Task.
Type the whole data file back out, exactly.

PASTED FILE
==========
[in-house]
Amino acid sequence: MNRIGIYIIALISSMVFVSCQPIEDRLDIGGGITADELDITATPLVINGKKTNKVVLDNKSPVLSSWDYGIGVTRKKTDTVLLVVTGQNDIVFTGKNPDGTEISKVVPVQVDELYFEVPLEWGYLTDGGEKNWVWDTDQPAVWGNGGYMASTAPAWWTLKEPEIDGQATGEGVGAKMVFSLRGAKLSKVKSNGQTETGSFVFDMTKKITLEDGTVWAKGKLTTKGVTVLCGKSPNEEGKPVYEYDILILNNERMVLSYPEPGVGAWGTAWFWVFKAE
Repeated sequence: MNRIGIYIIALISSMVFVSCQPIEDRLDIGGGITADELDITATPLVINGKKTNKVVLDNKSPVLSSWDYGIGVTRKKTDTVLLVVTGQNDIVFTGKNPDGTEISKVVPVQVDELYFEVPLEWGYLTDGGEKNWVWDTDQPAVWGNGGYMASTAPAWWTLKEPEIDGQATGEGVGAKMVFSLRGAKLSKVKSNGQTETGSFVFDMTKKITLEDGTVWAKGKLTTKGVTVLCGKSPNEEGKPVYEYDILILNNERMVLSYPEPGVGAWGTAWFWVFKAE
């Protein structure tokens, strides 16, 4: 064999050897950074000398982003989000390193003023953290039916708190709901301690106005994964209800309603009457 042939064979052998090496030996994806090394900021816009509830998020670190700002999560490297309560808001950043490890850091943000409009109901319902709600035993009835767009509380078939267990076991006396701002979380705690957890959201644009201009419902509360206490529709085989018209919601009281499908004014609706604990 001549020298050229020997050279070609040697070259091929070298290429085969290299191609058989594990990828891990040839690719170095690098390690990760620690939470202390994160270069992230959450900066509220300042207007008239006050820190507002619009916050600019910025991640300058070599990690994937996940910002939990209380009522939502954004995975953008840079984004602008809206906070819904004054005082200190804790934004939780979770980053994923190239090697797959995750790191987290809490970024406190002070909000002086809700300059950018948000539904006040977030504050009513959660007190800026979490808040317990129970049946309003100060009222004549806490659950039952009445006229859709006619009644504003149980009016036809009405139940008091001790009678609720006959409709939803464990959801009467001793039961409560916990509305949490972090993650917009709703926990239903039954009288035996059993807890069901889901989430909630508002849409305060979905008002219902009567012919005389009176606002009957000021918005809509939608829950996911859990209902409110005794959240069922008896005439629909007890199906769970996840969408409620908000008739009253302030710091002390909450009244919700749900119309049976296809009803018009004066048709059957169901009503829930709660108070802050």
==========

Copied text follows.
[in-house]
Amino acid sequence: MNRIGIYIIALISSMVFVSCQPIEDRLDIGGGITADELDITATPLVINGKKTNKVVLDNKSPVLSSWDYGIGVTRKKTDTVLLVVTGQNDIVFTGKNPDGTEISKVVPVQVDELYFEVPLEWGYLTDGGEKNWVWDTDQPAVWGNGGYMASTAPAWWTLKEPEIDGQATGEGVGAKMVFSLRGAKLSKVKSNGQTETGSFVFDMTKKITLEDGTVWAKGKLTTKGVTVLCGKSPNEEGKPVYEYDILILNNERMVLSYPEPGVGAWGTAWFWVFKAE
Repeated sequence: MNRIGIYIIALISSMVFVSCQPIEDRLDIGGGITADELDITATPLVINGKKTNKVVLDNKSPVLSSWDYGIGVTRKKTDTVLLVVTGQNDIVFTGKNPDGTEISKVVPVQVDELYFEVPLEWGYLTDGGEKNWVWDTDQPAVWGNGGYMASTAPAWWTLKEPEIDGQATGEGVGAKMVFSLRGAKLSKVKSNGQTETGSFVFDMTKKITLEDGTVWAKGKLTTKGVTVLCGKSPNEEGKPVYEYDILILNNERMVLSYPEPGVGAWGTAWFWVFKAE
């Protein structure tokens, strides 16, 4: 064999050897950074000398982003989000390193003023953290039916708190709901301690106005994964209800309603009457 042939064979052998090496030996994806090394900021816009509830998020670190700002999560490297309560808001950043490890850091943000409009109901319902709600035993009835767009509380078939267990076991006396701002979380705690957890959201644009201009419902509360206490529709085989018209919601009281499908004014609706604990 001549020298050229020997050279070609040697070259091929070298290429085969290299191609058989594990990828891990040839690719170095690098390690990760620690939470202390994160270069992230959450900066509220300042207007008239006050820190507002619009916050600019910025991640300058070599990690994937996940910002939990209380009522939502954004995975953008840079984004602008809206906070819904004054005082200190804790934004939780979770980053994923190239090697797959995750790191987290809490970024406190002070909000002086809700300059950018948000539904006040977030504050009513959660007190800026979490808040317990129970049946309003100060009222004549806490659950039952009445006229859709006619009644504003149980009016036809009405139940008091001790009678609720006959409709939803464990959801009467001793039961409560916990509305949490972090993650917009709703926990239903039954009288035996059993807890069901889901989430909630508002849409305060979905008002219902009567012919005389009176606002009957000021918005809509939608829950996911859990209902409110005794959240069922008896005439629909007890199906769970996840969408409620908000008739009253302030710091002390909450009244919700749900119309049976296809009803018009004066048709059957169901009503829930709660108070802050």